Baldur's Gate: Dark Alliance
Game Info
PS2, GC, Xbox
Black Isle Studios
Official Website
ESRB Rating
Blood, Violence and Gore
The Good

• Visually impressive
• Top notch audio
• Great battle and experience systems

The Bad

• A little light in the story
• Could use more sidequests


To call Baldur's Gate a Diablo clone would be unfair. Just because the game plays from an axonometric view and involves real-time combat against hordes of monsters does not instantly label a game that proves to have deep development and combat systems. Baldur's Gate hails back to the pencil and paper role playing games of Dungeons & Dragons in which the player starts with a character and over time gains experience, levels, skills and magic. The story starts fairly simple, with your character of choice (archer, dwarf or magic-user) being mugged and almost murdered on the streets of Baldur's Gate. From that point, you must travel into the sewers to find the thieves that attacked you, only to uncover a deeper plot.

Snowblind has pulled out all of the stops in building this game. To say that the visual effects are stunning would be an understatement. Water effects are gorgeous, especially since the water reacts to movement and even if something is knocked into it. Lighting effects are useful and just give the game an excellent glossy look. The levels are well designed and the hordes of monsters that are taken straight from Dungeons & Dragons are well detailed and faithful to traditional descriptions. Part of the fun in this game is running through a dungeon and running into a monster like a Gelatinous Cube or Beholder and instantly recognizing what the beast is. Every aspect of the game looks top-notch and will not disappoint.

While the basic concept behind the game is your normal hack and slash real-time combat, there is a lot more that you can do. The control setup allows the player a variety of options while during battle: switching from one set of equipped weapons to another; changing spells and skills by using the directional pad and then using them in combat; quick access to health and mana replenishing items. Buying weapons and equipment will let the player customize their attack and defense. Gaining new levels gives the player points to purchase skills that aid in development or combat. Baldur's Gate adheres to the conventions of Dungeons & Dragons and does it well. Using the environment (doorways, explosive barrels) to your benefit will aid in keeping your character alive longer.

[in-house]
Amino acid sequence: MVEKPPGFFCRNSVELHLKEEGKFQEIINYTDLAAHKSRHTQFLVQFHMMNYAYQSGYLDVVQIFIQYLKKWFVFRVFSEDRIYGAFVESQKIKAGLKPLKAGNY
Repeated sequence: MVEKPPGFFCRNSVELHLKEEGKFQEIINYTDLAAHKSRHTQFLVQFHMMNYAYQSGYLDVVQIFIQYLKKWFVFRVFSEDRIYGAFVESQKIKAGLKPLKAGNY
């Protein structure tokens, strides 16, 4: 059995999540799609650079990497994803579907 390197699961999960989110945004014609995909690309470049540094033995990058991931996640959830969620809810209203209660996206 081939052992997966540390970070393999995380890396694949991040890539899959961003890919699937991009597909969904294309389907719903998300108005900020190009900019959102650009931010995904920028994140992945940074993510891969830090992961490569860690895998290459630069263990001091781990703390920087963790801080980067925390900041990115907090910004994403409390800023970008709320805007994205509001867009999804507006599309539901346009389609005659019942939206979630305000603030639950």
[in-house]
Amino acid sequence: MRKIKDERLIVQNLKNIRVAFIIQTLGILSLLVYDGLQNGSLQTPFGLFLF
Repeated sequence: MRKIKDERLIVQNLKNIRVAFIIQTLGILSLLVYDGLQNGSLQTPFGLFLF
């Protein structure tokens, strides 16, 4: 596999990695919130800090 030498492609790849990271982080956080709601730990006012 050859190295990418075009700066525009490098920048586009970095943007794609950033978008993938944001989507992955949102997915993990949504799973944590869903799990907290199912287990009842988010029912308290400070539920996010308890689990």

Voice-overs are handled well as the player interacts with other characters to find out more of the story, gain additional quests and all around info about the world. The music and sound effects add a certain quality that draws the player into the game, fleshing out the ambiance of the game and successfully creating a solid package.

The Bad:
There is very little I wasn't pleased with when playing this game. Combat, character development, visuals and audio all work well towards a total package. Some gamers may find the story a little light. While I felt the story was there enough to move the game along, people spoiled by turn-based RPGs may hunger for more than what they get. The only thing I really wish had happened was the inclusion of more side quests and possibly a longer game. Baldur's Gate can take from 15 to 20 hours to beat.

Any fan of real-time RPGs should put their hands on this game. It's an especially high quality game that really feels like a true adventure. Baldur's Gate is all of the best things about Dungeons & Dragons without the annoying people you used to have to play with and the bother of keeping up with stats and dice rolls.

- - Kinderfeld

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